The objective of the project, is to develop an innovative tool, the Real Life game with a certificate that validates the process of informal learning, that takes place while playing the game. Real Life will design a strong tool for disadvantaged groups by implementing seven pilots in six European countries that will include 80 prisoners, 14 mentors and 35 prison guards. Focus will be on different groups, youngsters between 17 and 23, woman and (older) men.
The ultimate target groups of Real Life are those who lack basic skills and failed in the traditional education system. Within this group the focus is on those who have been, or threaten to become in contact with Justice and criminal law.
Not only digital literacy is low among this group, a lack of skills, necessary for finding a job often leads to an existence in the margins of society. Many of them have bad experiences with regular formal education. The innovative approach of Real Life will offer them opportunities for working on the improvement of basic skills and competences. We will use digital tools like Serious Gaming (SG) and Virtual Reality (VR) as an effective strategy to work on their soft skills and thus improve their chances on employability. Another important target group are the future mentors, people working directly with prisoners or other disadvantaged groups), like educational staff within prison or people from local organizations.
The use of gamification is a user-friendly method that can be delivered on an individual basis to promote employability and reduce recidivism for prisoners. To measure effectiveness of the serious game, the partners will study the rate of recidivism in the first 48 hours to two months after prisoners leave detention.
This way the projectpartners are able to measure the impact of the game almost immediately and improve the game. The game will focus on new learning possibilities to be applied in prisons: digital tools, games that educate, train and inform, can provide an alternative sustainable learning tool for disadvantaged groups. Many among the end-users have learning disabilities and reject more traditional teaching approaches.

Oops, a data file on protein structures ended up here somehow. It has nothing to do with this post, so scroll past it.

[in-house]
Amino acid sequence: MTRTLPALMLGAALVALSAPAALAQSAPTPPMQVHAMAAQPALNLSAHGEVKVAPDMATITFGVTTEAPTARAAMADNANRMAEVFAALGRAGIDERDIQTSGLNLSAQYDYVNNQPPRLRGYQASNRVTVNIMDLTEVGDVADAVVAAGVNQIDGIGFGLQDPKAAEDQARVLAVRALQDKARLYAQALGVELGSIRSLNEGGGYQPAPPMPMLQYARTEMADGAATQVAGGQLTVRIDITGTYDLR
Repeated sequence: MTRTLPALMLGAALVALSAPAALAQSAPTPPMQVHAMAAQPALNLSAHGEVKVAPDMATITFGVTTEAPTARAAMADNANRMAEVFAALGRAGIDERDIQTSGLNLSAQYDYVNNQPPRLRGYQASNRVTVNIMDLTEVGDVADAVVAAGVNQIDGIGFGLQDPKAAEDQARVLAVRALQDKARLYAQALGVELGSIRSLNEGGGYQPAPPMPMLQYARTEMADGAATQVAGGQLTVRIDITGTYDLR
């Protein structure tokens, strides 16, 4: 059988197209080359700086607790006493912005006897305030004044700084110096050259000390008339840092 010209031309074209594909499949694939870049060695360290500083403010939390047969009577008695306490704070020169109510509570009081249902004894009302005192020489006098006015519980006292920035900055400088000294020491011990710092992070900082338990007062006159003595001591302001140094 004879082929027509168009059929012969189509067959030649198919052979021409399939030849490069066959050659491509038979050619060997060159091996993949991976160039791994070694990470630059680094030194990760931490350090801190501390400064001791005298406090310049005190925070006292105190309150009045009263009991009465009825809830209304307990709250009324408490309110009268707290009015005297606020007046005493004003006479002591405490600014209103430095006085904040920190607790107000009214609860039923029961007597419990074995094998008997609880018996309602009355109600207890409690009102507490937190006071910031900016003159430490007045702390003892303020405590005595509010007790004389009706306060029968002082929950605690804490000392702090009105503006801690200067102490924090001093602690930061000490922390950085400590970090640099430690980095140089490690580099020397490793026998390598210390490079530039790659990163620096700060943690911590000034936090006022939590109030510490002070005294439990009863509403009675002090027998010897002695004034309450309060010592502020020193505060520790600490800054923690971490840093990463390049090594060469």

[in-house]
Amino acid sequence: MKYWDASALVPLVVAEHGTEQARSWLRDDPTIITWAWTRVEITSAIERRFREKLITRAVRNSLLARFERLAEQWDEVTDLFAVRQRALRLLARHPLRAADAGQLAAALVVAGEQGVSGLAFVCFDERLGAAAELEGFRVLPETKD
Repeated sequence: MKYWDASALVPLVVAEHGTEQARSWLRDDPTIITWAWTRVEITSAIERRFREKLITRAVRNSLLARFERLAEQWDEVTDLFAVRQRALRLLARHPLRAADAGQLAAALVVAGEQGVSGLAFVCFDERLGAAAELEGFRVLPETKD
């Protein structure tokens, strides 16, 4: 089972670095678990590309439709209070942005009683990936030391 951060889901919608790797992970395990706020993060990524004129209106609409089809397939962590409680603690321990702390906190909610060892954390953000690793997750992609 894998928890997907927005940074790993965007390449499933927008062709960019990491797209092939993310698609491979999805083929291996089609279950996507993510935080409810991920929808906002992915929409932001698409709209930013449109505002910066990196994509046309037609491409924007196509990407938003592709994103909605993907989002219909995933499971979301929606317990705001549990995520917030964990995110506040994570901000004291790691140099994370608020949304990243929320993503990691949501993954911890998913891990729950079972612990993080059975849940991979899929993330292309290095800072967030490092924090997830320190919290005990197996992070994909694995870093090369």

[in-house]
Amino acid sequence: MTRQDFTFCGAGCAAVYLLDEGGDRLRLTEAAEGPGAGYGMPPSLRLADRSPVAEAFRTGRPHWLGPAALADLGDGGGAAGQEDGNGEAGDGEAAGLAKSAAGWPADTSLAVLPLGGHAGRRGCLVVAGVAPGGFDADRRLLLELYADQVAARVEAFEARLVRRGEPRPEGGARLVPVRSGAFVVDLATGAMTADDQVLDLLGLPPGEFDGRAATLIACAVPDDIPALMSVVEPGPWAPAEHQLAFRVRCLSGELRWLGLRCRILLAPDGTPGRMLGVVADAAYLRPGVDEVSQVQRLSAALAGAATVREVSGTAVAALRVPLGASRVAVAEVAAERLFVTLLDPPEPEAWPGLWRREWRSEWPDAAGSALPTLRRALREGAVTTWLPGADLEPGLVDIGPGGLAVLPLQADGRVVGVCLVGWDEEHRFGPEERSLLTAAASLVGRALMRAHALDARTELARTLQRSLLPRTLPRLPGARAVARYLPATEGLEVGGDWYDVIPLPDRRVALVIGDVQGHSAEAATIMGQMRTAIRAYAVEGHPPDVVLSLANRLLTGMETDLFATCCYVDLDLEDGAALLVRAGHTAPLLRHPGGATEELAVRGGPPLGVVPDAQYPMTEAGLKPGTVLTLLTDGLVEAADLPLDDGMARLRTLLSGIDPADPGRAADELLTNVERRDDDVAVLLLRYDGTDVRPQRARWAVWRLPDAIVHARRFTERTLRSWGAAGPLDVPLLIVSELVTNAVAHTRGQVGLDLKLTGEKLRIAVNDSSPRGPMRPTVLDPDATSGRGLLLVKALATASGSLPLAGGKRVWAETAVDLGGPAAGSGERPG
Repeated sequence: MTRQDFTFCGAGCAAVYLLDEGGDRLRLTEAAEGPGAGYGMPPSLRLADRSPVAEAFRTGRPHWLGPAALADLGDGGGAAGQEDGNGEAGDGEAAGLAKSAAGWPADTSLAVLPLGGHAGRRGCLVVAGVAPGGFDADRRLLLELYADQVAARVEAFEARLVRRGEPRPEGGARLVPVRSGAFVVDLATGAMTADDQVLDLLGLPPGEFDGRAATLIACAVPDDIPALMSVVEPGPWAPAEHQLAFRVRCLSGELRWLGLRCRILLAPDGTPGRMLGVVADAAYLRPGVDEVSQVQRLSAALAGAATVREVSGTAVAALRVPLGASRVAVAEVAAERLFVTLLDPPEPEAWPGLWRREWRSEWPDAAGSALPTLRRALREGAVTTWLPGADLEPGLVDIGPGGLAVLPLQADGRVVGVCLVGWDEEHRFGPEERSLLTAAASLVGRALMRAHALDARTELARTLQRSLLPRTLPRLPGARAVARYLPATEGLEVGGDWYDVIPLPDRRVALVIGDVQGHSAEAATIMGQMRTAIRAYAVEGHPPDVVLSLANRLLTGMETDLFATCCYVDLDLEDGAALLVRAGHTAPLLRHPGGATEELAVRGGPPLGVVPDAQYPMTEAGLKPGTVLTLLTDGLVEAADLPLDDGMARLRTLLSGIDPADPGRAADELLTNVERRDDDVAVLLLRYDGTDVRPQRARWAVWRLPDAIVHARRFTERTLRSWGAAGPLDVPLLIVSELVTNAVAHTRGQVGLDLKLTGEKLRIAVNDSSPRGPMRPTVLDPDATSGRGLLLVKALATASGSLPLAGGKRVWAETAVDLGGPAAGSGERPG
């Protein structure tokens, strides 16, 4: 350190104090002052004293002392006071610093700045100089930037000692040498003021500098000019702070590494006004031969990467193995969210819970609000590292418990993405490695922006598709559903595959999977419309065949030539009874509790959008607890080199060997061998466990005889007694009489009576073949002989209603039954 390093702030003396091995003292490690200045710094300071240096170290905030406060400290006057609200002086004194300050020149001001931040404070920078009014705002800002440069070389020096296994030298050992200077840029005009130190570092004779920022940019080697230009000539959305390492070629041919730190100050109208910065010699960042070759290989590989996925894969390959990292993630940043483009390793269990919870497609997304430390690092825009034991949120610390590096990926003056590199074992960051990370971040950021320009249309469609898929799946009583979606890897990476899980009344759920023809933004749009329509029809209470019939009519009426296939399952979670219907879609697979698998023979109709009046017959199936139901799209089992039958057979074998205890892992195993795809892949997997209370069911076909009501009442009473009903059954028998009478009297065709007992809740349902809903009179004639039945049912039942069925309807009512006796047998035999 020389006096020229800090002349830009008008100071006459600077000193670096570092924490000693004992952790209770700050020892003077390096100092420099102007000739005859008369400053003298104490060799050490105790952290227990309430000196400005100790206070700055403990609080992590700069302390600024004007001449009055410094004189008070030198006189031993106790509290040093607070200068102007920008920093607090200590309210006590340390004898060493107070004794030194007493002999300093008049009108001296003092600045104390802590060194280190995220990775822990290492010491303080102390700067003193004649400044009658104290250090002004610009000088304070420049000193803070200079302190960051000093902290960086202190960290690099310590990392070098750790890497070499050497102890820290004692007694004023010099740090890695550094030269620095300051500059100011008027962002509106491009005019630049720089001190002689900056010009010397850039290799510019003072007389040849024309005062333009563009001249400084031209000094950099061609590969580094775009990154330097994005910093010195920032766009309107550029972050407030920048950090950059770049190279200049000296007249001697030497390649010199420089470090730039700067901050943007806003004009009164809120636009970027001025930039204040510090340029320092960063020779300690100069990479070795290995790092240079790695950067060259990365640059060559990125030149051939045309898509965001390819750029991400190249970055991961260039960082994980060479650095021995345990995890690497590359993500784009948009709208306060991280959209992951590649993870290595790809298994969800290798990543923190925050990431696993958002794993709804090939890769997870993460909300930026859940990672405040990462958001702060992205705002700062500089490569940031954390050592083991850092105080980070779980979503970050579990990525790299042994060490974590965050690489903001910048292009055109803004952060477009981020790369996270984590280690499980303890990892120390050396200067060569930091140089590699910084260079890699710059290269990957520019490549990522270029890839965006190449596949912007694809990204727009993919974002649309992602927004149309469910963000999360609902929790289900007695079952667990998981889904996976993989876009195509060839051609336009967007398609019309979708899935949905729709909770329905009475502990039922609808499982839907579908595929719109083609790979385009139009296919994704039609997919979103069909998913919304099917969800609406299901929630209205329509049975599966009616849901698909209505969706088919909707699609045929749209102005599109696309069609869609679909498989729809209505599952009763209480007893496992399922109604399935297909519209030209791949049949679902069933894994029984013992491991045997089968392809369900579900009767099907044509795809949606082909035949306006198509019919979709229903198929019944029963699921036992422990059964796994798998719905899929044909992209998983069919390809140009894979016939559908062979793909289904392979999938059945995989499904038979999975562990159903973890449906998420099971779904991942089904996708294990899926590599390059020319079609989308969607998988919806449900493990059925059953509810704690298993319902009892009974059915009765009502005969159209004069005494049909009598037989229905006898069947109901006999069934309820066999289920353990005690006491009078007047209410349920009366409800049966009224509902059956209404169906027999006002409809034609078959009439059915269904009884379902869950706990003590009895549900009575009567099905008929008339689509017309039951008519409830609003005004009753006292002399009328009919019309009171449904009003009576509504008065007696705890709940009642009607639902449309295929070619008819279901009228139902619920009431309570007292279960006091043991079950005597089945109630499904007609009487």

With the current possibilities digital media offer, it is realistic to expect that a team of experts, like the partners from Nottingham Trent University, will be able to develop a working serious game in a virtual environment during project Real Life.
With our partners from Berlin, the wonderful team of “Tanztangente”, we are working on a dance project in the juvenile prison of Berlin this month. Three days a week, six hours a day.
Sitting next to an inmate he points at the space where we are rehearsing, “This is heaven” he says and than he points in the direction where the cells are, “That is hell”.
We are working towards a performance early October, after ten intensive sessions of rehearsals. Also we hope to be able to give them a certificate, not for their danceskills but for their employabilityskills. For many of them it might be the first time that they are so committed to forfill a task. Impressive to see the focus, concentration and collaboration of these young offenders and so nice to work with inspired people like Nadja and Dani from the Tanztangente Company.
SALIGIA is the name of the magazine, that we made as a catalogue of the exhibition we organized in the Jeroen Boschhuis at Den Bosch.
The word SALIGIA is composed of the first letters of the Latin names of the “Seven Deadly Sins”: Superbia, Avaritia, Luxury, Invidia, Gula, Ira and Acedia. In English known as Greed, Lust, Envy, Gluttony, Sloth, Wrath and Pride. We asked inmates from several European countries to make paintings or drawings inspired by these Seven Deadly Sins. The results can now be be seen in this catalogue.